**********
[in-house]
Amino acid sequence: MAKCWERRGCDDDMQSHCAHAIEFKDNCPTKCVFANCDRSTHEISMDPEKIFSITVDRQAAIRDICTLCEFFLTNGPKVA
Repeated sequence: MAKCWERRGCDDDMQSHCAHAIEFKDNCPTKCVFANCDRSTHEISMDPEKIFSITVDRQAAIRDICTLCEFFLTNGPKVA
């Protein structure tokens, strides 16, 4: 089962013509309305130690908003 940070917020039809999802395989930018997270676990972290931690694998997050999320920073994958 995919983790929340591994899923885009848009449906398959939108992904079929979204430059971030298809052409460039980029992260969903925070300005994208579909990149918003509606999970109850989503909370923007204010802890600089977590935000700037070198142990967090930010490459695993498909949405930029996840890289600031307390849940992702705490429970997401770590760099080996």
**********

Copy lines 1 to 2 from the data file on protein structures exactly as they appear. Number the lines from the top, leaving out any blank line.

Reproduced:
[in-house]
Amino acid sequence: MAKCWERRGCDDDMQSHCAHAIEFKDNCPTKCVFANCDRSTHEISMDPEKIFSITVDRQAAIRDICTLCEFFLTNGPKVA